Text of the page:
Another factor for the general economic decline in Guyana in the 1980s and therefore for the decline in the cooperative movement was the loss of skilled Guyanese to outward migration. This brain drain has always been a problem, but it was exacerbated by the deteriorating economic conditions. Guyana even today has one of the highest rates in the world of outward migration of persons with skills. Over 80 per cent of Guyanese with tertiary education are thought to be living in the diaspora. And cooperative societies are after all businesses and depend on the business skills of its members in order to be successful.

As a result of the decline of the cooperative sector from 1,440 cooperative societies in 1989 to 1,268 in 2016 the Cooperative Bank and some of the other state institutions that had been set up to support the co-operative movement ran into difficulties. And in fact, the Guyana National Cooperative Bank was sold in 2002 to a commercial bank.

 Happily, however, the Cooperative College survived this period and in recent years there have been attempts to revive the cooperative movement in Guyana. Thrift societies have been reintroduced in schools at both the primary and secondary levels to help rekindle the spirit of cooperativism in young people and last year, 2018, four new model co-operatives were launched with funding from the Caribbean Development Fund as part of a Rural Agricultural Infrastructure Development programme. Our hope is that these model cooperatives will succeed as businesses and that their example can be replicated in other sectors and geographic locations.

 One of the factors behind this revival of the cooperative sector in Guyana is our recognition that the spirit and practice of cooperatives are aligned with the United Nations Sustainable Development Goals with their emphasis on social inclusion, gender equality, the economic empowerment of social groups that might otherwise be excluded and marginalized, and in general the people-centered ethos of cooperatives. The United Nations, through UNDP and the UN country team in Guyana is assisting the Government of Guyana in integrating and mainstreaming the Sustainable Development Goals into our National Development Plan, which recognizes the role of cooperatives in the economic and social development of our country.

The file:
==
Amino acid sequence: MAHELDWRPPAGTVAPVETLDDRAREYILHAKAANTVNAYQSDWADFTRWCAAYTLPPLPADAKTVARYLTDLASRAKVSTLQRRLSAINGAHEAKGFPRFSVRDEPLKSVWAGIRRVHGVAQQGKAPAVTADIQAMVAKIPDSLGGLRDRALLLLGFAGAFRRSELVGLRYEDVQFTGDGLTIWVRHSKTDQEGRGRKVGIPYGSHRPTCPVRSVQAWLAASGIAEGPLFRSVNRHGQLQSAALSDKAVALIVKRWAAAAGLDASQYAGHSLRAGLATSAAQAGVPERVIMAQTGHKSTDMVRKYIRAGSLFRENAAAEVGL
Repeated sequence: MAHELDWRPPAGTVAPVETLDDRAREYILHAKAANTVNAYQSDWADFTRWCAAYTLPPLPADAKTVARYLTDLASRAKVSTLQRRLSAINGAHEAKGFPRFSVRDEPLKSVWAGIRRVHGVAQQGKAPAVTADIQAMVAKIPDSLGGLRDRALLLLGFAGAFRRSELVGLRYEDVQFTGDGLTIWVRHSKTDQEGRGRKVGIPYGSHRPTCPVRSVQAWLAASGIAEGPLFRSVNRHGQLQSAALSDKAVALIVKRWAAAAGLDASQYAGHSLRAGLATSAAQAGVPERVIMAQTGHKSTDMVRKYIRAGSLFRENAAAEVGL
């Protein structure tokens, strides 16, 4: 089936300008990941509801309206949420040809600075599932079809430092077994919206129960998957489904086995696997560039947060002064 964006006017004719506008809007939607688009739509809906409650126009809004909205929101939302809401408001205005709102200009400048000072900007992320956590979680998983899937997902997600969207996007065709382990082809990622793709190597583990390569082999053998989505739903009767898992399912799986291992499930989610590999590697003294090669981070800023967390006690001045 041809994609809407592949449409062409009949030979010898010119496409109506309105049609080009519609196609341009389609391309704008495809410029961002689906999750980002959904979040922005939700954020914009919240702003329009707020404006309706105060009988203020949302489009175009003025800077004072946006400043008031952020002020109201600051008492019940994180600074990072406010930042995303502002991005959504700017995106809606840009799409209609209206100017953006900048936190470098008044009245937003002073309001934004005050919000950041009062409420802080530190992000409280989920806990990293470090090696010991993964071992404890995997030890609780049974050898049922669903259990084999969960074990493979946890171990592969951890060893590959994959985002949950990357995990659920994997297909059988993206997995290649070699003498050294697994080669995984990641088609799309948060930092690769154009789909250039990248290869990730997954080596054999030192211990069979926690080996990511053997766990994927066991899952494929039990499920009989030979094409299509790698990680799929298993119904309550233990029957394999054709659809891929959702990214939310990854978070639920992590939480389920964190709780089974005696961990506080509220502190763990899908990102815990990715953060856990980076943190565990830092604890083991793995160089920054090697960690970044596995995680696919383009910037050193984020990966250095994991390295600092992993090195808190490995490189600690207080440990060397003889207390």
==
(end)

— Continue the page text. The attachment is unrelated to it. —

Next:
I think the global environment is now also favourable to a resurgence of the cooperative movement in Guyana. There are organizations and structures in place, such as the International Cooperative Alliance, that promote the sharing of experiences, of best practices and even of resources. The worldwide cooperative movement today represents by some counts nearly 12 per cent of global economic activity. We have examples of highly successful cooperatives, such as the Credit Agricole in France, which has evolved from its historical roots as a farmers’ cooperative to become a full-service banking business. Here in the United States, we have the successful example of State Farm, in the insurance sector. And even closer to where we are meeting here today, we have the example of the United Nations Federal Credit Union, of which I have been a member and shareholder for over 30 years, and which has met all my banking needs during that time.

 I think it is generally recognized that the cooperative sector has huge potential for growth and that cooperatives could make a significant contribution to the achievement of the Sustainable Development Goals. Guyana, the Cooperative Republic of Guyana, looks forward to developing closer ties with the global movement so we can share experiences and continue to build on our past successes and continue the process of revitalizing the cooperative sector of our national economy as one of the means of achieving our national development goals.

 Thank you.